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crynas

OpenGL Direct3D 10 InputLayout

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Hi everyone,

I'm working on my own simple abstract rendering API. I would like to implement that API using Direct3D 10 and OpenGL. Currently, I would like to implement input layout abstraction. I have just one question. Why exactly does Direct3D 10 needs compiled shader when creating ID3D10InputLayout instance? Just to compare input layout with shader input? Is it ok to just pass in a compiled "dummy" shader and accept the warning?

Thx in advance

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Hi everyone,

I'm working on my own simple abstract rendering API. I would like to implement that API using Direct3D 10 and OpenGL. Currently, I would like to implement input layout abstraction. I have just one question. Why exactly does Direct3D 10 needs compiled shader when creating ID3D10InputLayout instance? Just to compare input layout with shader input? Is it ok to just pass in a compiled "dummy" shader and accept the warning?

Thx in advance


Its possible to pass in a dummy one (at least on my nvidia card on my laptop) but i wouldn't recommend it. The reason Microsoft have implemented this layer is that it, in a sense, precompiles the requirements for binding a vertex buffer to a shader, where as in GL and DirectX9 this was done by the driver *every time* you bind a vertex buffer & shader for rendering. I'd recommend mimicing the InputLayout interface in OpenGL, and using that to store VBO offsets per vertex stream etc.

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You can also think of this requirement as a form of a unit test. If the input layout changes somehow, or your shader input signature changes somehow, then you will get an error when they don't match anymore - which will save you lots of debugging time down the road.

Is there some architectural problems that are making you not want to use them together?

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Hi,

firstly I would like to thank you for your time and responses. Ok, back to topic.

I wanted my render API to allow me usage like this:

1. Create some kind of a vertex layout object (like in Direct3D 10). No compiled shader would by necessary at creation time.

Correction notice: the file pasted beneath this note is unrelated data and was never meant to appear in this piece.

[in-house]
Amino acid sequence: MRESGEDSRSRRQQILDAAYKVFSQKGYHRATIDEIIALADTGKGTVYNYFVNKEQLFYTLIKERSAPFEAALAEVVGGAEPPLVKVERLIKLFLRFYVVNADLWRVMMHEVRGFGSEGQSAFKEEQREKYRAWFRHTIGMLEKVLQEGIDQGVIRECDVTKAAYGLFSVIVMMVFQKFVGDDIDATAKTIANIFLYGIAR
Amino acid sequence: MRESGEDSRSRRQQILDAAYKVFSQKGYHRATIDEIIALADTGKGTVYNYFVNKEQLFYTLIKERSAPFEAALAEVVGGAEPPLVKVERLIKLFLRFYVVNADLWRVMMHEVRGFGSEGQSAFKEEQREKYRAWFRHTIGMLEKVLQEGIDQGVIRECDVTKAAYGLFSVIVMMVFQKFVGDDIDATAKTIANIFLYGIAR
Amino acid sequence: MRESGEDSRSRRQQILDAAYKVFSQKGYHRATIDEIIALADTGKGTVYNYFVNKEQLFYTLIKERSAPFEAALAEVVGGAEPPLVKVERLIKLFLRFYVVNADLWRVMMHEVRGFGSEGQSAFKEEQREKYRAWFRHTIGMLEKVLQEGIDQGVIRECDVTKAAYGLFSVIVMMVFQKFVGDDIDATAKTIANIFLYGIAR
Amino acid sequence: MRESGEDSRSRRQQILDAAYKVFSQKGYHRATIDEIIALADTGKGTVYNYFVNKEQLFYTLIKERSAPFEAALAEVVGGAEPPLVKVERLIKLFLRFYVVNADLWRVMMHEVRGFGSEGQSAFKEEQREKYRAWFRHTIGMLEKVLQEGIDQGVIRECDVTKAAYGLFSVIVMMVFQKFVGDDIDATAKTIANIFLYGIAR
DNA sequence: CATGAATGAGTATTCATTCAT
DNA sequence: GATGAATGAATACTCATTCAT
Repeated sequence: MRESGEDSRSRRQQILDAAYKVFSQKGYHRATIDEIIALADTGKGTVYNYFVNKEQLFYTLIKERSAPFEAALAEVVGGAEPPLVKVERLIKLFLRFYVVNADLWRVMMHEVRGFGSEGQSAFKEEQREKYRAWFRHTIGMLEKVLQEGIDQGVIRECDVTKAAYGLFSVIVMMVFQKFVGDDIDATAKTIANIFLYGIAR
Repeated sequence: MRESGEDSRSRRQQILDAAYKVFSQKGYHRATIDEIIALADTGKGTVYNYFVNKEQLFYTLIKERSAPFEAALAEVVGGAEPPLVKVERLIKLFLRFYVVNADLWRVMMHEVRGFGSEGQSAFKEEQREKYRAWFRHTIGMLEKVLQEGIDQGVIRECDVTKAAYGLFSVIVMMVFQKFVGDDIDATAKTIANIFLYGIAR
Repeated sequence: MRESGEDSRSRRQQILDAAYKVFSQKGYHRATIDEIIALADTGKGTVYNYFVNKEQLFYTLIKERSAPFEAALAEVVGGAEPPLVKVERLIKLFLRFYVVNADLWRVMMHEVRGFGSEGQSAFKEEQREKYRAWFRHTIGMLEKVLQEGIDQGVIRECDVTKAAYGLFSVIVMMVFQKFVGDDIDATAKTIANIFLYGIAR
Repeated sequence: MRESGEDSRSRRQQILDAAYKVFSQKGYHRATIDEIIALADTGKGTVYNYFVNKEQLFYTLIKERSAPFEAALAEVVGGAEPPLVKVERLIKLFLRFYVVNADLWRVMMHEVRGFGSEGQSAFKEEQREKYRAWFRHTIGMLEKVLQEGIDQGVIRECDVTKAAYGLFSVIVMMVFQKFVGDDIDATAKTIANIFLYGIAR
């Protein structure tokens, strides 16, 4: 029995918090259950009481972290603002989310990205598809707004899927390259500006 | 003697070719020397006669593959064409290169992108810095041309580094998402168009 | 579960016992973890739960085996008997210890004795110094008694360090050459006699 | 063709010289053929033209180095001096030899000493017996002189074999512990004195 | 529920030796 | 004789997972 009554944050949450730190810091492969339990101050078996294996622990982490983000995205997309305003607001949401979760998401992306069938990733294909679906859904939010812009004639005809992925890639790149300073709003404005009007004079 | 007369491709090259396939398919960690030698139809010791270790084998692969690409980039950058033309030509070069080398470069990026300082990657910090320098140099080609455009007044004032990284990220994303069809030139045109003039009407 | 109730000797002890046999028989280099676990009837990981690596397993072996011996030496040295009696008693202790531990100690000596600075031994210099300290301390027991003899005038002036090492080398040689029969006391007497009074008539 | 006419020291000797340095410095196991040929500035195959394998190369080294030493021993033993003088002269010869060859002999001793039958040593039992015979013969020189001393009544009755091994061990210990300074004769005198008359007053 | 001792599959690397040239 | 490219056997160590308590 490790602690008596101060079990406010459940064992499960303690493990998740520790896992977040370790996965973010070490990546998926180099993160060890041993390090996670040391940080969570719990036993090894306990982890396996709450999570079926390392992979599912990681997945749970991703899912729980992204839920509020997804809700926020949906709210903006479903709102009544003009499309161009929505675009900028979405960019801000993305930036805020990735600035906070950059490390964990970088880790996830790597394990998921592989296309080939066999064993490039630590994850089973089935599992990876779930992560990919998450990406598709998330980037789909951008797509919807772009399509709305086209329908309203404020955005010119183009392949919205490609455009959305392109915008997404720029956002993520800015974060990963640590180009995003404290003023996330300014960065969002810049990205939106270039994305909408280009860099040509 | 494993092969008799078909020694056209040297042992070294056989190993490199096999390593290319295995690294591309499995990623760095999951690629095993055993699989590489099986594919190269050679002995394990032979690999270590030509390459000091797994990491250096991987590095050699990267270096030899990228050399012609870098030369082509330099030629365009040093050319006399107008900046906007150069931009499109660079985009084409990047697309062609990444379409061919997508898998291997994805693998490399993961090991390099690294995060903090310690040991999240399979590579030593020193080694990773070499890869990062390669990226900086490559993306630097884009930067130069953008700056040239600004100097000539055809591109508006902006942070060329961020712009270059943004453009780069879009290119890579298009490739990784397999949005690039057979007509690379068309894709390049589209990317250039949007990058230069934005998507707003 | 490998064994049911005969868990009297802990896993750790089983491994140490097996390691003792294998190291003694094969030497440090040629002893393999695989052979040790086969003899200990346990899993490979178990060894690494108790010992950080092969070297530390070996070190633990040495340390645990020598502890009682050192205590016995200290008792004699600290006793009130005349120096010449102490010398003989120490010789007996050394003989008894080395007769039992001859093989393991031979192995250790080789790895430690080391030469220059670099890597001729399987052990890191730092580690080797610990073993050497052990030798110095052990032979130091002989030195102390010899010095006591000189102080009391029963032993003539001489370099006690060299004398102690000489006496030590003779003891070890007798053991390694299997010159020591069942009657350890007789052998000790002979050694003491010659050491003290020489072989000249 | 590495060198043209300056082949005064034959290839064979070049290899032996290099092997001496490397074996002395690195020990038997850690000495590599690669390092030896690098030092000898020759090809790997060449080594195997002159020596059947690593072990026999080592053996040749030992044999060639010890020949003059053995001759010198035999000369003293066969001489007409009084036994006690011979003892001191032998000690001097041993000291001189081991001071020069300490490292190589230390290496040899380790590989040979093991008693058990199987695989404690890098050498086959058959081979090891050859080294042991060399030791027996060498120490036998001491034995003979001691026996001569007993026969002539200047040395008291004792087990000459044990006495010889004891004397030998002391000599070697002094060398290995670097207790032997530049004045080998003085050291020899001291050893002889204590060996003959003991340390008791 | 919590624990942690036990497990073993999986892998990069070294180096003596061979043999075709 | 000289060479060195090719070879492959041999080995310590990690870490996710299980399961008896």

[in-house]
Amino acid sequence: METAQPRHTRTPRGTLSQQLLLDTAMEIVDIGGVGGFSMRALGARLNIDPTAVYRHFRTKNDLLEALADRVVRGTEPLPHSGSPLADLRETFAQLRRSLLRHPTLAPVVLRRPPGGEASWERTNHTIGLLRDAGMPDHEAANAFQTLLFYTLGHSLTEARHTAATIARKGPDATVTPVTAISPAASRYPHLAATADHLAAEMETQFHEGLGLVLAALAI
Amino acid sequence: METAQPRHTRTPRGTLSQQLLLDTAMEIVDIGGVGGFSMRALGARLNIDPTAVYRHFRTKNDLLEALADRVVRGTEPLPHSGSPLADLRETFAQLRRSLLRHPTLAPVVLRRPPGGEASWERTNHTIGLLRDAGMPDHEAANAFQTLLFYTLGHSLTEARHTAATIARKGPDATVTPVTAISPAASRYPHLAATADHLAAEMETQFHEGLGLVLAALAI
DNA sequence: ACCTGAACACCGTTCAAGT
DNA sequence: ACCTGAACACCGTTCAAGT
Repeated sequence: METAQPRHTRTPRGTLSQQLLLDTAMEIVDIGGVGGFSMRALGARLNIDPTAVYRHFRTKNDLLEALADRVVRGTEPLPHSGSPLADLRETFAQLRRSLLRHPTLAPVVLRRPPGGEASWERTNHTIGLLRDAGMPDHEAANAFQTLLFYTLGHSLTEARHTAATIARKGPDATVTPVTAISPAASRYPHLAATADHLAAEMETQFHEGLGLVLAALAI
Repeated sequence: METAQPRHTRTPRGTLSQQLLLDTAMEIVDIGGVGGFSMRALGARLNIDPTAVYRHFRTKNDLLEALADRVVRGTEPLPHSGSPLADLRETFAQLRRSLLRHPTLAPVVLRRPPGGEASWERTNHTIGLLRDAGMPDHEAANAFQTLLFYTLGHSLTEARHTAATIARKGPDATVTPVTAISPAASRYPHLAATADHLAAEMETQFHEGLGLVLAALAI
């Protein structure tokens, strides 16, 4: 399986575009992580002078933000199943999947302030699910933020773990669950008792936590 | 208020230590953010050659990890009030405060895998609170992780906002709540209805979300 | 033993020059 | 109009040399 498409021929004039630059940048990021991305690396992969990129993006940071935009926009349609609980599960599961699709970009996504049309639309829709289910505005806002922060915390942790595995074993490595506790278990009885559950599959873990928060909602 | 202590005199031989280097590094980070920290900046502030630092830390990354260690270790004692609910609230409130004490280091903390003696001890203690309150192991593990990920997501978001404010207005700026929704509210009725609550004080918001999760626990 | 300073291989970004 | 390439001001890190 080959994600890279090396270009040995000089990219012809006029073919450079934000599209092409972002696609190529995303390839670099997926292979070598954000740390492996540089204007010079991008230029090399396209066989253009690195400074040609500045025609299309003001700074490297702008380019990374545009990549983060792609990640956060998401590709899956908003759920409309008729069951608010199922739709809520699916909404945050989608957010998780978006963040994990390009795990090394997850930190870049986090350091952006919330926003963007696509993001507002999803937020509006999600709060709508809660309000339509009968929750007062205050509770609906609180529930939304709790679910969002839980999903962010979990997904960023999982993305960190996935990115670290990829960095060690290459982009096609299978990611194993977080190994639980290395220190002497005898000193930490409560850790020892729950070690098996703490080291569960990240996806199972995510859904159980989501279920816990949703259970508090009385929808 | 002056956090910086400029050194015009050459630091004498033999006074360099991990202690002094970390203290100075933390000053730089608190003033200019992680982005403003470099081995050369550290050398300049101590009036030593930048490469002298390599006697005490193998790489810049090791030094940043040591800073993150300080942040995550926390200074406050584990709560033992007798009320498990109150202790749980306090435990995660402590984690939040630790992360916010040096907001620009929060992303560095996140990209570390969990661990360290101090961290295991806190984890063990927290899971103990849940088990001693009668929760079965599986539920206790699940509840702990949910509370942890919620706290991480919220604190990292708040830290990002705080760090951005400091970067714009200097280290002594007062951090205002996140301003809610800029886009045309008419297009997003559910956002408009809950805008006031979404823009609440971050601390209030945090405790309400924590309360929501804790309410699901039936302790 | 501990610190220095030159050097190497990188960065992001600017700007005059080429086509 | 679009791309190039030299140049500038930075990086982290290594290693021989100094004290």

2. Use created layout object with any compatible shader. In debug build I would check shader input against active layout (at shader bind time) by my self.

Is this design/usage a bad idea? This idead seems viable to me. Problem is, that I dont know too much about what is happing under the hood. So may be it is not that viable at all.

Thx

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Hi,

firstly I would like to thank you for your time and responses. Ok, back to topic.

I wanted my render API to allow me usage like this:

1. Create some kind of a vertex layout object (like in Direct3D 10). No compiled shader would by necessary at creation time.
2. Use created layout object with any compatible shader. In debug build I would check shader input against active layout (at shader bind time) by my self.

Is this design/usage a bad idea? This idead seems viable to me. Problem is, that I dont know too much about what is happing under the hood. So may be it is not that viable at all.

Thx


Sounds viable, by the look of what you described the DX10 InputLayout would technically reside with the shader, as multiple shaders would refer to the one vertex decl and the IL is what binds the two.

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You can do this, but then how will you validate your shaders against the used input layout? Unless you have another way to ensure that they match, then why not just create one at shader compilation time? Unless you create lots and lots of shader objects this shouldn't really pose a problem.

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You can do this, but then how will you validate your shaders against the used input layout? Unless you have another way to ensure that they match, then why not just create one at shader compilation time? Unless you create lots and lots of shader objects this shouldn't really pose a problem.


So you are proposing, that I should mimic Direct3D 10 API? Have a method like CreateVertexLayout(VertexLayoutDescription, CompiledShader)? I was thinking about checking compatibility of VL and Shader in debug build using shader introspection or something like that.

Thx

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Honestly, I am not up to speed on how OpenGL works with its shaders, so I can't really advise on that part. My suggestion is to use the validation provided in the InputLayout creation mechanism on D3D10. In my D3D11 framework, the input layout is created the first time that a shader is used (this may not be the best practice, but lazy creation of it makes things much simpler). However, if you use other layout objects that are created for multiple shaders, then you are taking the responsibility to ensure that they work with each shader (as opposed to letting the function do it for you).

In your situation, it might make sense to use the shader inspection methods since you are dealing with two APIs that have slightly different functionality.

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